If you tried to future-proof your house 10 years ago with all the smart-house technology available, you might be "sitting on a dinosaur", says architect Simon Novak.
Like the ancient computers of the turn of the century, the electronic bits and pieces that looked like the latest thing in house-control have dated.
The whole definition of the "intelligent" house is being widely debated, says Novak. It goes far beyond sour-milk- detecting refrigerators and dust-sensing vacuum cleaners - and the wired home-helps that were once revolutionary.
"A smart house isn't just electronic gadgets. I have hesitation to build inflexible gadgetry into houses because it's more intelligent than what it was but it's a fast-growing area. One of the issues is the cost and the benefit at the end of the day. Building is an expensive business and it can be seen as the cherry on the top."
Novak, of Wellington's Novak and Middleton, has designed houses as electronically sophisticated as any but his focus is on "the fundamental, basic stuff you need anyway and has a greater impact on the performance of the house". He favours, first and foremost, along with style, things like energy efficiency, using the cheap warmth of the sun and environmental friendliness - "the sort of things that have traditionally been talked about as being green".
But what's the solution if the householder lusts after boys' toys and wants something more than a garage door that opens at button-press - like a gadget that pulls the blinds when the sun comes up and turns off the watering system when the skies have opened, or allows the lights and the heating to be remotely turned on and off.
It can be done, and the future, says Novak, will be in wireless systems, obviating the need for kilometres of cable.
The Fibaro system is one such wireless system about to be launched in New Zealand. It's new, impressive and flexible, dreamed up by a 30-something Polish techno- whiz who couldn't find exactly what he wanted by way of keeping the house in line.
He wanted to do at the touch of a smartphone everything that once required fiddling with a switch or two, and he wanted to be able to do it from wherever he was, all without ripping his house apart to enable installation.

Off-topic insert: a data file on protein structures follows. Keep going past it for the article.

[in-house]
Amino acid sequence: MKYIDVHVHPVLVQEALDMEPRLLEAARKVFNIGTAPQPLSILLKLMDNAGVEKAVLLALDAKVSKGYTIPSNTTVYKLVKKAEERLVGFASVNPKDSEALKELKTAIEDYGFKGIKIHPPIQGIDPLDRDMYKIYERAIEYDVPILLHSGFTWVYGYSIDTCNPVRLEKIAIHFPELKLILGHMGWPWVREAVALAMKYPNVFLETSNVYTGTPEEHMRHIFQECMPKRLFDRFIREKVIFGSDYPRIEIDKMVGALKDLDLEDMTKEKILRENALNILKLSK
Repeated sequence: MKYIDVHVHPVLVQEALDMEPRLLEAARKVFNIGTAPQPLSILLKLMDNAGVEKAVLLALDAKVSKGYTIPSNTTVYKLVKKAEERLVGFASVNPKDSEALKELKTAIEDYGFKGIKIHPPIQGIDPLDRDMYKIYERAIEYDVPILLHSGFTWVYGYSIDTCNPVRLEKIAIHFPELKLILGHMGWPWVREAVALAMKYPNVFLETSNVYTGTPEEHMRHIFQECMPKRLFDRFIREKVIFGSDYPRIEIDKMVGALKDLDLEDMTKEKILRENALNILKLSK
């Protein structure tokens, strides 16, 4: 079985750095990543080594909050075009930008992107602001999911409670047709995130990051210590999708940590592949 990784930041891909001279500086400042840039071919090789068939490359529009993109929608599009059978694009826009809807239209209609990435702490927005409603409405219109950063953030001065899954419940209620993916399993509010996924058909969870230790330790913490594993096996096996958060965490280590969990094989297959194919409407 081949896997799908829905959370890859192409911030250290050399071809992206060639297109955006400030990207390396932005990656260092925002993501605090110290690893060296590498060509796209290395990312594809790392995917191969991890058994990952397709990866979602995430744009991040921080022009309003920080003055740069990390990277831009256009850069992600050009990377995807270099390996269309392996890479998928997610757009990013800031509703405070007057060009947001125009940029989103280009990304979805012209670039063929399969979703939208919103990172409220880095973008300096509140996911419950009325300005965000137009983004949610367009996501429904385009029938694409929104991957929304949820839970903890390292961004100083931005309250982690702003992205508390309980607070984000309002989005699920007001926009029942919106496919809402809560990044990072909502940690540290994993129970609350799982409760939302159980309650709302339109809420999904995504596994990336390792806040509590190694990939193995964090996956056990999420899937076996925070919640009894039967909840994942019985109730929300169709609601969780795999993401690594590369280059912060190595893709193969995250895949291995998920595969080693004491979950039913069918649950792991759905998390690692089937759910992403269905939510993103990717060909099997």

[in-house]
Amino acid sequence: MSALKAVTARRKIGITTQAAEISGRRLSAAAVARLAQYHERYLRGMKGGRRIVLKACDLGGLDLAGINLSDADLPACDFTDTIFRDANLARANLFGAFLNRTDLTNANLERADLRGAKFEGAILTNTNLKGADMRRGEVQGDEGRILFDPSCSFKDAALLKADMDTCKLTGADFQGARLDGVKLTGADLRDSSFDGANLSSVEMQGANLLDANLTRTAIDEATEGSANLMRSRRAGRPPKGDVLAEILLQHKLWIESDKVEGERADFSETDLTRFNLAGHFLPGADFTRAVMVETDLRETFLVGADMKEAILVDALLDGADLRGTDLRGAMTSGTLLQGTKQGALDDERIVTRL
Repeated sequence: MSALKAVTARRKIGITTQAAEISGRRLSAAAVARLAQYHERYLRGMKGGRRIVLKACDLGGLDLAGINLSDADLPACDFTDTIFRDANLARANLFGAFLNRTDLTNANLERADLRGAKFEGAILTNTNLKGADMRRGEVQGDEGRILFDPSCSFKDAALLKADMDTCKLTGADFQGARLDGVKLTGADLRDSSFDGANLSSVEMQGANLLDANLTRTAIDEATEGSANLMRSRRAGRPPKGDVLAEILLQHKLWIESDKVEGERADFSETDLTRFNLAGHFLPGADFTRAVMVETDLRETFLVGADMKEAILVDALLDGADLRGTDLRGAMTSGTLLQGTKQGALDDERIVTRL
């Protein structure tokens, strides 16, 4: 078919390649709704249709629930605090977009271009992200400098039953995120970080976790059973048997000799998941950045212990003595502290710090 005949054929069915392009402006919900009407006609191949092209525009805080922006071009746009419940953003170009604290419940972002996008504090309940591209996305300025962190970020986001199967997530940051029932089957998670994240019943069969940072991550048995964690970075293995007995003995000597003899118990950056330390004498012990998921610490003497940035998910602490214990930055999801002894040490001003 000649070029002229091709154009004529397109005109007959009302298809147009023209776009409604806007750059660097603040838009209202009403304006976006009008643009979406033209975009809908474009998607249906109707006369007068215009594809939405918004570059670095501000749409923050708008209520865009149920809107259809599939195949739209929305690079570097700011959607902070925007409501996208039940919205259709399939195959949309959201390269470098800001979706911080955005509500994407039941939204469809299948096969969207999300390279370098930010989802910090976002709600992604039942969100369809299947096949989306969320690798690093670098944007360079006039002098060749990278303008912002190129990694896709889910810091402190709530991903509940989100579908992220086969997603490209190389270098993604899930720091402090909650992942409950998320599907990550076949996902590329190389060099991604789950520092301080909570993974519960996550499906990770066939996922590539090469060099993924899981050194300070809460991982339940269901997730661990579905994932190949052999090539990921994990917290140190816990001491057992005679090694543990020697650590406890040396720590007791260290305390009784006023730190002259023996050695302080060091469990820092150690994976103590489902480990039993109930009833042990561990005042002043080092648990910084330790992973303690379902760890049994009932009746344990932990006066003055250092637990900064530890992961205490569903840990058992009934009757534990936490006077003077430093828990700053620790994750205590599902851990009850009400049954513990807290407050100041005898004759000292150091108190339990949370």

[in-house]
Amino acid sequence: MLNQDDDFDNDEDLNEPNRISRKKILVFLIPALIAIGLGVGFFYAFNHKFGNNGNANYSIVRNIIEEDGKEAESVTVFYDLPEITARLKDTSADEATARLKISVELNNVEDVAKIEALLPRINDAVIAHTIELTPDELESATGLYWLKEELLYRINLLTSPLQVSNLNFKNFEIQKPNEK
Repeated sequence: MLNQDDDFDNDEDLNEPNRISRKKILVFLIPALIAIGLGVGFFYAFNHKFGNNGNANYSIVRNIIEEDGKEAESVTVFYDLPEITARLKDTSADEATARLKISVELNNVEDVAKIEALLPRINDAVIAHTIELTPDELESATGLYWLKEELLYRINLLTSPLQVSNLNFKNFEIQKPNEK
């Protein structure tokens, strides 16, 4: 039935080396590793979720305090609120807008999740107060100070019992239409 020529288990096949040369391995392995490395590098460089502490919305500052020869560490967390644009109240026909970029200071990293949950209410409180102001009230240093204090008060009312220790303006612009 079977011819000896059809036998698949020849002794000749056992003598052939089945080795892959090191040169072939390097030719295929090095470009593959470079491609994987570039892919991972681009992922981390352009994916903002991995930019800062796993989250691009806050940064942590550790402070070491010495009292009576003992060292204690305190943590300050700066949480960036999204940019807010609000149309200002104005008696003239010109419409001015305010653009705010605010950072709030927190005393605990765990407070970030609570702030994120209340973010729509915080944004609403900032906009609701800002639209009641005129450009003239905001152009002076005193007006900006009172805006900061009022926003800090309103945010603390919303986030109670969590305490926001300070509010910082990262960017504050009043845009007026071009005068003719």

Fibaro's big advantage, says Johnny Corry - based in Auckland and responsible for business development and strategy - is that you don't need to be building or renovating to install it.
It relies on "Z-Wave" radio frequency and uses micro modules to control what the homeowner previously had to do by hand, like pressing buttons or getting up to pull the curtains.
With iPad apps, home- adjustments can be done from afar - closing things, turning things off. Forgot to switch off the iron? Turn it off by magic and smartphone. Left a window open? Your intelligent housemate will remind you.
This is not laziness, says Corry. "It's luxury. . . Our devices take what you have and make it automatic."
Each device is installed independently and connected to the system, and it can all be removed when the homeowner moves on.
"You don't need new fittings and light fittings. If you have dimmable bulbs you can make them function from your mobile phone."
Corry says wireless is the way of the future, "because it's not necessary to rip down walls and modules can be built to a budget".
Corry believes the system is the most advanced in New Zealand and, because it is expanded by software, "it's future-proof".
Time will tell.
Meanwhile, Novak says the real question is "how are we best served going into the future". In the way of home automation, that will certainly be wireless, he agrees, and control via mobile phone.
He perceives more intelligent thinking around energy consumption and controlling energy loss "and the need to use the cheapest energy source available, which at the end of the day is the sun".
Novak and Middleton has just completed its first domestic wind turbine, which produces enough electricity to run a Seatoun house and puts power back into the national grid.
"It's very much intelligent thinking forward to the future to want your house to generate its own power. The definition of an intelligent house is changing. It's all about future needs, not fancy gadgets.
"At the heart of it is people being much more interested in energy."
The future ideal, he says, will be for houses to be standalone in energy terms. "Intelligent houses have an intelligent selection of materials in terms of life cycle, costs and maintenance. There's a swing back to timber, something we produce in New Zealand, on the back of the Christchurch earthquake.
"Gadgetry deals with smaller issues. We have to think what the really big issues are - energy consumption, use and longevity of materials and minimal effect on the environment.
"In the future minimising your energy footprint will be supremely important and houses will also be generators of energy."
He believes within 20 years new houses will be built with this capacity and old houses will be retro-fitted to conform.
"Smart homes have a minimal effect on the environment and a very smart home contributes in a positive way. There's a whole world out there. It affects everyone."
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